If I’m being honest, I had low expectations for the experience. I thought there would be the typical surface-level items and that I would really have to dig to find content. Boy, was I wrong! The very first student talked about an experience she had at the Wailing Wall while on a Jewish Culture Club trip. Another student talked about a family member being murdered due to race-related gang violence. Yet another student spoke about how her great-grandparents were held in a Holocaust concentration camp, immigrated to the U.S., and adopted a French name and imagined history to distance themselves from their Jewish roots. Several students spoke about struggling with eating disorders or abusive family backgrounds.

The final student took several moments, many deep breaths, and with tears in his eyes and a trembling voice, shared that he is an undocumented student who fears deportation on a daily basis. At the end, he said we were the first people at the University to know his status. He said he wasn’t going to share, but since others had been so brave that he felt like he deserved to honor their bravery with his own disclosure. (FYI: An important piece of storytelling is the expectation that you can share stories, but not the “authors” of stories. This allows everyone to share stories that deeply impacted them without disclosing the identity of the author. This was set up at the beginning of the session so I am not betraying the students or the experience by sharing specific stories in this post.)

There wasn’t a dry eye in the room. During the debrief and affirmation portion of the experience, several students mentioned that they had only shared their story with a few other people, but in this space with others showing courage, they felt they could finally be courageous as well. Two women said that they had been friends for three years, but never shared their respective stories with one another. Nearly every student thanked and hugged me on my way out.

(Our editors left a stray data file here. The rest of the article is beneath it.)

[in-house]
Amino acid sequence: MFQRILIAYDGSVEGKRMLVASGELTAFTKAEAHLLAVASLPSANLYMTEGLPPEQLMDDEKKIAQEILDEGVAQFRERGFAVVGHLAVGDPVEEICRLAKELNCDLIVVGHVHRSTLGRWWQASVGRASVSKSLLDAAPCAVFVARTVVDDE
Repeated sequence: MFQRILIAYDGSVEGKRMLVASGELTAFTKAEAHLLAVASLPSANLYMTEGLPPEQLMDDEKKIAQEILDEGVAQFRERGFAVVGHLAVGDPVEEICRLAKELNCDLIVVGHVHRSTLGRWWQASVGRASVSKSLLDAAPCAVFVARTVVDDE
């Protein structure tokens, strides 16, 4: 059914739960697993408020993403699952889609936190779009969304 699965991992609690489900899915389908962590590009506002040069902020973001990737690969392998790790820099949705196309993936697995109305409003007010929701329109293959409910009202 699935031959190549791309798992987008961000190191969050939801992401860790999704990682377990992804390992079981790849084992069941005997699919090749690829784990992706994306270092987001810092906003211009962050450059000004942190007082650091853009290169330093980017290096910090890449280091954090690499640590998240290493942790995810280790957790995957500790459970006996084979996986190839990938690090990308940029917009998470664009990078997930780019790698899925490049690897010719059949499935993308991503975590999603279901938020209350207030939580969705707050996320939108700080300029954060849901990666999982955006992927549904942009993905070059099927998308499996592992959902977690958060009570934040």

This was such a moving experience for me as a student affairs professional, diversity facilitator and quite simply as a person, that I couldn’t help but think about where this type of experience could be implemented in our work. Res Life trainings? Orientation sessions with new students? Preparing students for study abroad of service learning experiences? My brain was firing with possibilities!

This brought me to the realization that we so rarely ask students to share their stories. We ask what they think, how they feel, what their opinion is or how they compared two sides of an issue, but how often do we ask them to share their truth? Perhaps even more importantly, how often do we ask students to listen to the stories of other students? Truth be told, in the 90 minute session I facilitated, each student only spoke for 3-5 minutes. The rest of the time asked them to listen. To listen with empathy and to reserve judgement or questions. To simply hear and believe their peers. Again, to hear and believe their peers.

Let’s start storytelling.